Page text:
Stress is part of life and it’s something we, as humans, have always had to deal with. Through the ages, the many causes of stress have evolved from escaping predators as cavemen, surviving the black plague, to world leaders that, who the very thought of being re-elected, sends us into a spin! If you need some unique ways to combat stress in your life then read on for our top stress-busting therapies.
We were first introduced to the benefits of cold therapy by Wim Hof, aka the IceMan (if you don’t know who Wim Hof is then definitely read our interview here) and cold showers are a part of our daily routine (apart from the days we indulge in a good soak in the bathtub!). According to the Wim Hof Method, you don’t need to visit a fancy cryo-chamber in order to benefit from cold therapy, you can do this via ice-cold showers as we stated above, or cold submersions, either in a tub or by plucking up the courage to try cold-water swimming. No, the Mediterranean in August doesn’t count! Wim says “Frequent exposure to cold is linked to a number of different health benefits. For example, scientists have found evidence that exposure to cold speeds up metabolism. Another benefit of exposing your body to cold is that it reduces inflammation, swelling and sore muscles. Therefore, many athletes use ice baths and other types of exposure to cold as a means to speed up recovery after physical exercise. Furthermore, cold body therapy is also linked to improved quality of sleep, more focus and even to improved immune response.” This is a great habit to ease yourself into over summer when you might need relief from the heat so after your shower, turn off the hot tap and embrace the cold for a couple of minutes before you get out! You’ll feel so energised, we promise!
Working from home generally means there are more hours in the day, which means most people have got used to a slower pace of life in lockdown (an hour extra in bed – yes please!). It’s also given us time to reflect on the modern-day stressors that can affect us in ‘normal’ life – commuting on a busy tube or train, queueing for your morning oat milk latte – looking to minimise these in the future or at least search for more calmness in our lives. Keeping down our stress levels and maintaining this ‘slowness’ will be key to transitioning smoothly into everyday life. Used for centuries as a source of wellbeing, Ashwagandha – a well-known adaptogen – could be nature’s answer to help lower our stress levels and bring about a sense of calm. Said to be used by the likes of Jennifer Anniston and Megan Markle, Ashwagandha’s restorative properties can help fight the stressors of modern life. Nutritionist Libby Limon is a big fan: “My number one go-to herb is ashwagandha, it has been used for thousands of years in Ayurvedic medicine, but has also proven it’s worth in managing anxiety, stress and improving sleep quality in modern scientific studies. Ashwagandha reduces cortisol levels thus reducing the feelings of stress and increasing the overall ability to cope with it.”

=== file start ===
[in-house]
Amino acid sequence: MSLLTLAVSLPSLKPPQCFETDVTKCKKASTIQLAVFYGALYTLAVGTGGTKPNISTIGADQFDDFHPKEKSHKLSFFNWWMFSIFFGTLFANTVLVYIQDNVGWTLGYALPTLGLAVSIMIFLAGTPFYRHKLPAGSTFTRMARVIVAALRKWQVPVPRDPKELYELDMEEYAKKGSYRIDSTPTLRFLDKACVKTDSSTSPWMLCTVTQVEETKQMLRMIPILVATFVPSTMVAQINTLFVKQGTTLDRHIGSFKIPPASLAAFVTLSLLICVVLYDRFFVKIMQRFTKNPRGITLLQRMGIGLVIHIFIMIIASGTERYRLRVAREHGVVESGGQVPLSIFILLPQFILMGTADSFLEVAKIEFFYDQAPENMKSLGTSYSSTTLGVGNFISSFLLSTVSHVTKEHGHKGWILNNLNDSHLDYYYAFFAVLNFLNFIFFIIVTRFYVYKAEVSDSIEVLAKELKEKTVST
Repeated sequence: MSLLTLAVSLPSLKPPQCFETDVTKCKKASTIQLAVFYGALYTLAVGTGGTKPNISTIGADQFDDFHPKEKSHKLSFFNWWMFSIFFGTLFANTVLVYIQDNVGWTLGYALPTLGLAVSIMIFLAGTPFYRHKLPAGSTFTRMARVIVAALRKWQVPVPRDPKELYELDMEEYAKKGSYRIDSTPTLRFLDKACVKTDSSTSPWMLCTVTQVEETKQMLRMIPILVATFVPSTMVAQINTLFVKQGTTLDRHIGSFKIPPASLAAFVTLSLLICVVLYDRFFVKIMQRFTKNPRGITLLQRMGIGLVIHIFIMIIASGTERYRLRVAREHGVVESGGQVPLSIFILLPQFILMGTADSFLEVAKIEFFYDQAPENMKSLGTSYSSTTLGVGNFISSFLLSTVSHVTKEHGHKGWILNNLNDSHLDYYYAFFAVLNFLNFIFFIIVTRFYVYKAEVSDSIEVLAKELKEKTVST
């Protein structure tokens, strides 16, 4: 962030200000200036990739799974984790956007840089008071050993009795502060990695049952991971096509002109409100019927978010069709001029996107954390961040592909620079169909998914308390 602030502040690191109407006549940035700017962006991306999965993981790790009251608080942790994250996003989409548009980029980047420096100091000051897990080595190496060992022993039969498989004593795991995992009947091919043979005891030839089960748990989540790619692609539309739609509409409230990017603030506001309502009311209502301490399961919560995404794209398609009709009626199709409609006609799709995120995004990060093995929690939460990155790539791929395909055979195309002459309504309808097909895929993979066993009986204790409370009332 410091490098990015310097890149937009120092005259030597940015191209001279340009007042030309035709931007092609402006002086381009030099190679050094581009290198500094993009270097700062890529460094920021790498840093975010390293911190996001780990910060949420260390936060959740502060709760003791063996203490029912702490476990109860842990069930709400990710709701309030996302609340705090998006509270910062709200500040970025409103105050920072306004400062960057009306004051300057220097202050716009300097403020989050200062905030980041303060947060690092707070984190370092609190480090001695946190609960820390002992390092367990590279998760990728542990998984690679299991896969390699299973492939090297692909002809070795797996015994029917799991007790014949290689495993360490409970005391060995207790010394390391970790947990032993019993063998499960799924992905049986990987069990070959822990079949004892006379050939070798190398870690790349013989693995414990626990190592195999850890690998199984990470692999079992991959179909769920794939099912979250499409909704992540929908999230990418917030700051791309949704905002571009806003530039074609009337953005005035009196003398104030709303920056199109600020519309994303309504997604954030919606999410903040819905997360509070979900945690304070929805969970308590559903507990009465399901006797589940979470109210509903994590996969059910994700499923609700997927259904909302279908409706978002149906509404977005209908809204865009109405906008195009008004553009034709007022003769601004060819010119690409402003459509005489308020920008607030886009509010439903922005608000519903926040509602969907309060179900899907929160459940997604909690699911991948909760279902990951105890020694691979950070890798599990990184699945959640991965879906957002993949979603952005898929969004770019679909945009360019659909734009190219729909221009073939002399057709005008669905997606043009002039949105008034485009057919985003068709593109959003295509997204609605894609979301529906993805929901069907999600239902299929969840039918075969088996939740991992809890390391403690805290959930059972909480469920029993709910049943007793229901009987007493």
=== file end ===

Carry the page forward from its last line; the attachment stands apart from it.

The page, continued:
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Sophrology isn’t new, but it’s becoming a popular tool used to de-stress in the modern age. Created by neuro-psychiatrist Professor Alfonso Caycedo during the civil war, it was designed to help rehabilitate traumatised soldiers with minimal use of medication. Lead by a sophrologist, you’re guided through breathing techniques, positive visualization, calming movement and body scans to help reduce stress, anxiety and even help promote sleep. It’s a unique form of meditation that helps bring the body into a deep state of relaxation. BeSophro Clinic offers online classes so you can practice this in the comfort of your home.
Art is such a great therapy to incorporate into your life if you’re feeling overcome with stress. Again, it’s sort of like meditation in the sense that it requires focus but it unleashes creativity which is something we should all tap into on a regular basis. Lockdown has seen this hobby soar in popularity as a productive way of passing time and easing corona-anxiety but we think painting and drawing are here to stay. It’s a step-up from the adult colouring book craze that caught on a couple of years ago but it requires imagination, a skill that we often lose as we become adults. If you’re wanting to don your home with some unique artwork then instead of spending money or someone else’s, why not create your own? It can be anything from painting a picture of a plant you’ve got sitting on your shelf, making it more abstract using colours that reflect your mood, or being inspired by your camera roll from a recent walk.